Pampas Control

Do's and don'ts of pampas control

Pampas flowering plant, image: Karen Stewart, DPIPWE

Do's

  • Plan your control program, this will save time and money in the long-run;
  • Coordinate your control program with neighbouring landholders where your pampas problem crosses property boundaries;
  • Use a combination of different control methods: combining both physical and chemical measures can be effective;
  • Be sure to eradicate every last plant: pampas seedlings may continue to 'appear' at a treated site, indicating that a parent plant is still present in the area;
  • Remove all root material in the ground, as pampas can regrow from these root fragments;
  • Ensure machinery and equipment is washed down between sites or prior to contractors leaving site;
  • Revisit the site and use follow-up treatments over at least several years.

Don'ts

  • Don't let pampas plants set seed - stopping seed production is the key to stopping the spread of the weed;
  • Don't leave root fragments in the ground, as pampas can regrow from these root fragments;and
  • Don't dump live pampas material, as this can spread seed and allow plants to regrow from root fragments.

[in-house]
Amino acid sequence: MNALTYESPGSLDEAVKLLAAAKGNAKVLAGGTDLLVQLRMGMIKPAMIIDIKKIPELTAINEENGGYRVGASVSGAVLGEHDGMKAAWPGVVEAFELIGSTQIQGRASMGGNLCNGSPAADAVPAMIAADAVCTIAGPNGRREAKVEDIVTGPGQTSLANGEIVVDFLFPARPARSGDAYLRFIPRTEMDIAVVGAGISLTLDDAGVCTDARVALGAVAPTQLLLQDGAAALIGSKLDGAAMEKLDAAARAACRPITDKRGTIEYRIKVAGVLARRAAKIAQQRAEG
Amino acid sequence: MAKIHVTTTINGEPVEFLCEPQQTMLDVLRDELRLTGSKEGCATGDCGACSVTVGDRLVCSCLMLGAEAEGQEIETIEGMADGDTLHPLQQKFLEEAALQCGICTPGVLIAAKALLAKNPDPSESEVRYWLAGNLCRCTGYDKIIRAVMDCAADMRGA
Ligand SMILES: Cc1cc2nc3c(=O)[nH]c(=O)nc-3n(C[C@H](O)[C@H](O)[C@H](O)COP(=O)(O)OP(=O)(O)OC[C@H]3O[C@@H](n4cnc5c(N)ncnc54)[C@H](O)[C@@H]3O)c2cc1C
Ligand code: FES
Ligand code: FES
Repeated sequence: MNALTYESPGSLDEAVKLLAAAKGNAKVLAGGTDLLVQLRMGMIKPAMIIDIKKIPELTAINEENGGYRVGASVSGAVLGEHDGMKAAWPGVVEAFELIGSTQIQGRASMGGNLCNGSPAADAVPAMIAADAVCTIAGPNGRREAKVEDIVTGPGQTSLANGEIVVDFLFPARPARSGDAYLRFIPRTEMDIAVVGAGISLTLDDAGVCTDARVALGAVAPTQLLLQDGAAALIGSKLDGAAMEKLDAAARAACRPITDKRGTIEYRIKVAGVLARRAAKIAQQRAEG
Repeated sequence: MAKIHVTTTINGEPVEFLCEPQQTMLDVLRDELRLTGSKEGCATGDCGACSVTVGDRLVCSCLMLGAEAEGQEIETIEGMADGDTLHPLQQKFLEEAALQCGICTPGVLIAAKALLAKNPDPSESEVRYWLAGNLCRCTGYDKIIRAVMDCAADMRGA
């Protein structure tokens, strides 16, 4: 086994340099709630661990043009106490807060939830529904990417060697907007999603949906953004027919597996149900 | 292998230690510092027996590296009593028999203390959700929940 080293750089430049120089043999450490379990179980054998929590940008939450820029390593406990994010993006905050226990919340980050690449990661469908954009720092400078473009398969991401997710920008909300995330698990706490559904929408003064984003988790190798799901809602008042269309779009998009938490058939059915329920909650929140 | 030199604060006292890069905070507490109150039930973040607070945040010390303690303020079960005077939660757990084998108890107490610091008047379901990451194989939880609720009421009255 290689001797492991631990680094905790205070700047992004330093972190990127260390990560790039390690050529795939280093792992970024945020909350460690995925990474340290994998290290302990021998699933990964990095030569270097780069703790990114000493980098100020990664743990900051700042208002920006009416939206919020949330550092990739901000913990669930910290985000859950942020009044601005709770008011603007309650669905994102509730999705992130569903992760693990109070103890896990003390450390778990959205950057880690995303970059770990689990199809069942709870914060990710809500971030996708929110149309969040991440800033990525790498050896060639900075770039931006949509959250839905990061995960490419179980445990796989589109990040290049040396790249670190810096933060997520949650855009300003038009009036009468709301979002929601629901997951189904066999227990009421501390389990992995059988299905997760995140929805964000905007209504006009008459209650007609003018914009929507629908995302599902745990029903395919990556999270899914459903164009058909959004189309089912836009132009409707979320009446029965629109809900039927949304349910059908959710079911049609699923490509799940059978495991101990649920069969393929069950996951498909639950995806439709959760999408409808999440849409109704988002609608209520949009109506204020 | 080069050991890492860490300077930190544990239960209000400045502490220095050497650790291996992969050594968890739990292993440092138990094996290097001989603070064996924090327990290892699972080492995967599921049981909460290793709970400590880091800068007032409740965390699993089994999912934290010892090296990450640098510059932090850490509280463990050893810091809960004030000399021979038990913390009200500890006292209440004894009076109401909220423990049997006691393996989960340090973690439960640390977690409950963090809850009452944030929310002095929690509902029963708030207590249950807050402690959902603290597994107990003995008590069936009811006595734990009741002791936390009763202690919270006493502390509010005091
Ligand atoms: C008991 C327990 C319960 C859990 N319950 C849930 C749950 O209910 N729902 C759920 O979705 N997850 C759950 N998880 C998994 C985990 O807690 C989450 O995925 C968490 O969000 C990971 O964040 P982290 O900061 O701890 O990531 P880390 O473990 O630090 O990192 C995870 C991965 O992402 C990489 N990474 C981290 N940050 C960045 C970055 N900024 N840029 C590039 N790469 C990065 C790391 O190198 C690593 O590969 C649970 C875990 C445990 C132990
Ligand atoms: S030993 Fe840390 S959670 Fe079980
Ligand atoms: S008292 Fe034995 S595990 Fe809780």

Spread of Pampas

  • Pampas reproduce mainly by seed, but can also grow from root fragments.
  • Sexual reproduction varies between pampas species. C. selloana needs the presence of both the female and bisexual plants for pollination and seed set, while C. jubata plants are all female and produce large quantities of seed without the need for pollination. Up to 100, 000 seeds can be produced per flower head. Seeds are light and can be windblown for distances of up to 25 km.
  • Pampas can also spread via fragments of rhizome (underground stem) being moved during cultivation, on dirty equipment and machinery or when pampas material is dumped and allowed to regrow.
  • See the Washdown Guidelines for Weed and Disease Control for detailed information on how to wash-down equipment and personnel to reduce the chance of spreading pampas.

Physical removal

  • Small pampas plants can be removed manually by hand-pulling or digging out the entire plant with a mattock. Ensure all root material is removed.
  • Plants can be slashed with a brushcutter or burned to make root removal with a mattock easier.
  • Larger plants may require machinery to remove the whole plant including the root system.
  • Removed pampas material should be burned or buried more than 1 meter deep. Plants can also be left upside down with roots exposed to die. Never dump live pampas with root material as pampas can regrow from root fragments.
  • To prevent seed spread, cut and remove flower heads as soon as they appear in autumn, and securely bag and dispose of.

Burning

  • Pampas can be burned to reduce mass and prevent flowering.
  • Plants can regrow from roots left in the ground, so follow up after burning is essential.
  • Pampas is highly flammable, and care is needed when burning.

Grazing or replanting

  • Where possible, graze infested areas or replant to native tree and shrub species.

Chemical control

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